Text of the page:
How a SCOPEinsight assessor became a temporary Administrative Operations Officer
In 2015, Ariane Merci Isimbi began working as an assessor for SCOPEinsight. Ever since her first assessment, she knew this was a job she could be passionate about. “Farmers think no one thinks about them,” she told me in our interview. “When you visit, they know you care.”
With a degree in agriculture from the National University of Rwanda, Ariane understands the importance of farmers. She also understands the importance of SCOPEinsight’s assessment tools. The tools, she explained, help farmers figure out their needs and understand the problems they face. This can help even before they start looking into how those problems can be solved. Once the farmers understand what they need to become more professional, they are more prepared for the trainings that follow.
Ariane also sees the assessment process itself as a learning session for farmers. Sometimes, farmers do not understand why a question is important. It may be a new method of farming, or it may be something that had simply never occurred to them before. Either way, the assessment process can help farmers gain a more professional mindset. While farmers may not always understand the tools at first, they can understand their importance when a good assessor explains it to them.
And Ariane is most certainly a good assessor. From 2015 to 2020, she completed nearly a hundred assessments. She has been working as an independent assessor for five years, and she has worked with many clients in multiple countries. When asked about her favorite stories from her time as an assessor, she laughed and said sometimes cooperatives would ask her to come back when they thought they had improved. If a different assessor did the reassessments for these cooperatives, she said some would call her up and compare her to the new assessor. “He wasn’t like you,” they would say. Ariane said these calls were always flattering and nice to get.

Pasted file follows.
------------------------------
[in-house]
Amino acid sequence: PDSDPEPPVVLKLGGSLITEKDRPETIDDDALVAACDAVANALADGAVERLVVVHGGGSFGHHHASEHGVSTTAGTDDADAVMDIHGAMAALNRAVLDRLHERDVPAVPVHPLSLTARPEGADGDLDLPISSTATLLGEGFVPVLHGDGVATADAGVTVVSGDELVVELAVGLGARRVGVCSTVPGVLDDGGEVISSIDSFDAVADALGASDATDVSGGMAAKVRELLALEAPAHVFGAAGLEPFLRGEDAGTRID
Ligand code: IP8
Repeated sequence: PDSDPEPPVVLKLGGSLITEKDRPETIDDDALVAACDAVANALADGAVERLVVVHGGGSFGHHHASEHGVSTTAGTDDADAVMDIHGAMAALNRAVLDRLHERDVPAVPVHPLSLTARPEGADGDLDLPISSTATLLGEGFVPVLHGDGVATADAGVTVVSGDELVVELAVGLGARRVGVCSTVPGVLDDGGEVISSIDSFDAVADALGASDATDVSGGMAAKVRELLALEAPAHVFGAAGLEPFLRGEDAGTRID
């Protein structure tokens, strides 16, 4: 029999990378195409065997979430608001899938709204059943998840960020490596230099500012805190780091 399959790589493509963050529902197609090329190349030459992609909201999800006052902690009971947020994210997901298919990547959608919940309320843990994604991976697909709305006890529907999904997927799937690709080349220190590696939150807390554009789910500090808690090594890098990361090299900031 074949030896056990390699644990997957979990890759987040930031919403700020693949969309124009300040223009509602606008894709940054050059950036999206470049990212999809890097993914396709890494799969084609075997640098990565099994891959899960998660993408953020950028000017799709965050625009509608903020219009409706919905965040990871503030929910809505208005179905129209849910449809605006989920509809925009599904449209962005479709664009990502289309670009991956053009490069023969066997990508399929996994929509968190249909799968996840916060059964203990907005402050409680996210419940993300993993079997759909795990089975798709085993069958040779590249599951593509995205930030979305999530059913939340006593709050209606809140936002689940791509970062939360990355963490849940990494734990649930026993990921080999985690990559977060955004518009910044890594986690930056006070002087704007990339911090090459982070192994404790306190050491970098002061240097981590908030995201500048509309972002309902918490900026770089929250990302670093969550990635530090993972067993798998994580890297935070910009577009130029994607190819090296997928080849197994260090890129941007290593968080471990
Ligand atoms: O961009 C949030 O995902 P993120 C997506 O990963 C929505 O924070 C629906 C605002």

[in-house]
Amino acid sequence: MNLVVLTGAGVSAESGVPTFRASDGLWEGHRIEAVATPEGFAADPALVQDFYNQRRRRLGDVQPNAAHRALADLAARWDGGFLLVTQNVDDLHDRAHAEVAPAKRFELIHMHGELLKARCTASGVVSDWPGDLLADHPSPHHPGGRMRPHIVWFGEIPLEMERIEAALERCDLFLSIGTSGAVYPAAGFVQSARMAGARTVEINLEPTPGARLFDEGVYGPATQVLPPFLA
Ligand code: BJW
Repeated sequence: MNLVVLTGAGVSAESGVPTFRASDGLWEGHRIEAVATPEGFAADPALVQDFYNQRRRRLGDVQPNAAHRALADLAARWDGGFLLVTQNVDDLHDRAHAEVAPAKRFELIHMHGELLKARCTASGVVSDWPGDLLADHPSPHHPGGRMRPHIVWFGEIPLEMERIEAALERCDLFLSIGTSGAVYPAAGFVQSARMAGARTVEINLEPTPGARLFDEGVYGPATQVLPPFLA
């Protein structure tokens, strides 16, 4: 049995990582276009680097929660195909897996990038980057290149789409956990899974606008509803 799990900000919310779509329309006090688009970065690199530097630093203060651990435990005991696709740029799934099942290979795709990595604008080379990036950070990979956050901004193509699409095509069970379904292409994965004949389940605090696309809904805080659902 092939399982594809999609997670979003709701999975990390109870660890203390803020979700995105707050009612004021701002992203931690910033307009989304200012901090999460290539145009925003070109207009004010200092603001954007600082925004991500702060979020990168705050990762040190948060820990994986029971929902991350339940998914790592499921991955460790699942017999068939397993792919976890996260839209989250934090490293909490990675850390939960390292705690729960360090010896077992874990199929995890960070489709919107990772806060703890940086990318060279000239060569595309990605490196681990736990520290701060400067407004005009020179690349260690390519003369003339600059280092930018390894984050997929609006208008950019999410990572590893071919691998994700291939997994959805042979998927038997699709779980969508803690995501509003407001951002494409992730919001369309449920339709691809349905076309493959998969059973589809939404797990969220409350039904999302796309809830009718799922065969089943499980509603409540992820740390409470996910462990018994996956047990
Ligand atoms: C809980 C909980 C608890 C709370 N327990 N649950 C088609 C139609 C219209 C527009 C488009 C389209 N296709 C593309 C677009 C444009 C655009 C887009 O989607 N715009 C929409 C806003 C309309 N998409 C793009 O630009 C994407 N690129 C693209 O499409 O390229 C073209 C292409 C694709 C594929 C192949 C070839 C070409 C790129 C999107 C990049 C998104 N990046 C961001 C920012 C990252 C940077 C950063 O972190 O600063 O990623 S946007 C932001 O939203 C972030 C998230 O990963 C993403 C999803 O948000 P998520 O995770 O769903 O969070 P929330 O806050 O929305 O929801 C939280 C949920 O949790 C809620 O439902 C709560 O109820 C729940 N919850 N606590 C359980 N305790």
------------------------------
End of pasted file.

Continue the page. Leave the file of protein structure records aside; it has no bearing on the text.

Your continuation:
Performing the assessments is a big responsibility, Ariane admitted. The farmers put a great deal of trust in her, and they expect big results. Some farmers even think she will help implement the training after the assessment. While that is not part of Ariane’s job, she always wants to help the farmers and be worthy of the trust they put in her. Knowing the problems of farmers and letting them express themselves is good, she said. If you visit them, they are willing to share.
In December of 2020, Ariane began working as a quality controller for SCOPEinsight, checking over the data logged by other assessors and flagging potential errors. She fully knew and understood the tools and the questions, and she wished to grow within SCOPEinsight. She found another opportunity for growth recently, when a temporary position opened up in operations. Our Operations and Customer Success Manager at SCOPEinsight is going on maternity leave, and it was necessary to find someone to cover for her while she was gone. We knew we had a reliable and knowledgeable assessor and quality controller in Ariane, and that her unique position and experience made her the best suited candidate. She understands the assessors’ challenges, which is a valuable trait for the position. Ariane took the offer, and now she is working as the Administrative Operations Officer.
Working as an assessor, a quality controller, and an operations officer are all very different, Ariane explained. Working as an assessor requires more travel and going out to visit the farmers face-to-face, while quality control and operations are both done behind a screen. Quality control requires a lot of attention to detail, while working in operations requires a lot of communication skills. All three jobs are very different, but Ariane loves it all. “This is my job,” she told me with a smile. “This is my work. This is work I can always do.”
Are you interested in working with an incredible assessor like Ariane? Contact us today to see how our SCOPEinsight assessments can help you.Back to news